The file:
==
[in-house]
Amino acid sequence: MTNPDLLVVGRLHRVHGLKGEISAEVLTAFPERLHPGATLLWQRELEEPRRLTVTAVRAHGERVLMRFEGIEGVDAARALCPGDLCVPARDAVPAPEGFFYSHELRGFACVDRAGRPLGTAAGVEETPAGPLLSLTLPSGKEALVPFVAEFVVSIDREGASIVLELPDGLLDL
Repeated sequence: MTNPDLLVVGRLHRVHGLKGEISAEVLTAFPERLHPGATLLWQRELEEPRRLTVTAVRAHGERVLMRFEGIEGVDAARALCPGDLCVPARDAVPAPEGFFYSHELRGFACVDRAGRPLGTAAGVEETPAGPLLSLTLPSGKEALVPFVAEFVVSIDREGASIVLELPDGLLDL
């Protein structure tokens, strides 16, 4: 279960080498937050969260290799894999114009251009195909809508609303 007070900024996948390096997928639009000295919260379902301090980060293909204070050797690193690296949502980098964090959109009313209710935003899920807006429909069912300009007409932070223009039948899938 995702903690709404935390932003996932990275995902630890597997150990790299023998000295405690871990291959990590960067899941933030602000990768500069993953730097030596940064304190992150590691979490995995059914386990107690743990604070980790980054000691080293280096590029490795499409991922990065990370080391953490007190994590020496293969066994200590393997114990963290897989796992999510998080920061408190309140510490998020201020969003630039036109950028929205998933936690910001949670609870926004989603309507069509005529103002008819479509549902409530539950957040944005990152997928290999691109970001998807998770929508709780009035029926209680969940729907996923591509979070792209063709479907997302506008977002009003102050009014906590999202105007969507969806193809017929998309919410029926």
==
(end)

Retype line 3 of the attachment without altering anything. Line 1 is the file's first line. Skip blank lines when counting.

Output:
Repeated sequence: MTNPDLLVVGRLHRVHGLKGEISAEVLTAFPERLHPGATLLWQRELEEPRRLTVTAVRAHGERVLMRFEGIEGVDAARALCPGDLCVPARDAVPAPEGFFYSHELRGFACVDRAGRPLGTAAGVEETPAGPLLSLTLPSGKEALVPFVAEFVVSIDREGASIVLELPDGLLDL